Why is confidence so important?

Definition of confidence: the feeling or belief in an ability to do something.

Children have such a hard time growing up these days. There’s so much for them to handle from such an early age – and then once they reach school age it’s a whole other ball game.

I once heard that a confident child is a happy one, and I couldn’t agree more. I don’t necessarily mean the children who are born to be on the stage, but the children who have the confidence to know their own mind, and be able to go through life as they wish. The children who have the confidence to speak to other children and adults, create friendships, not be too nervous about performing in the school nativity, who are happy to make friends on holiday, who are happy to join new clubs out of school, who are happy to put their hands up in class. And as these children get older, children who have the confidence when they join high school to just go for it, the children who know how to handle themselves in job interviews, or interviews for college and university.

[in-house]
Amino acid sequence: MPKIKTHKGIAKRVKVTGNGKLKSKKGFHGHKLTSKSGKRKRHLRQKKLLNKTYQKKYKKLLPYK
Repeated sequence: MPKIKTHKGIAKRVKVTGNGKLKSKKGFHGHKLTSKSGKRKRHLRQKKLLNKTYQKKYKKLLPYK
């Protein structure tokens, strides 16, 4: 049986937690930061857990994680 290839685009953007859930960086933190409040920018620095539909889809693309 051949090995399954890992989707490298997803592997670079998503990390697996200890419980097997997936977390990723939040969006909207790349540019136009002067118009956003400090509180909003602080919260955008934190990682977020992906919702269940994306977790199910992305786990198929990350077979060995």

Some children are just born to be confident, others have a little more trouble. Some children need that little bit of extra help to believe in themselves to be able to do something. And that’s where lessons like Little Voices can help. Specifically tailored to building confidence – helping conversational and social skills whilst getting all the important performing arts techniques, examination experience and brand new friends – all these things not only help children who want a life on the stage, but parents who want well rounded children.

So confidence is important for a child’s general happiness and to help create a well rounded individual. They don’t need to be the next big star, but confidence will certainly help them conquer lots of things that little people need to conquer!

 How can we ensure that our children have confidence?

7 tips on how to build confidence:

  1. Give praise where praise is due.

  2. Lots of positive talking

  3. Put them in different situations where they have to speak to lots of different people of all ages.

  4. Let them make their own decisions – you can guide them if necessary.

  5. Nurture their special interests.

  6. Look for ways to help other people.

  7. And of course send them to Little Voices so that we can get to know them and nurture their special talents and confidence level.

You can read all about how Little Voices helped one super shy pupil by clicking HERE.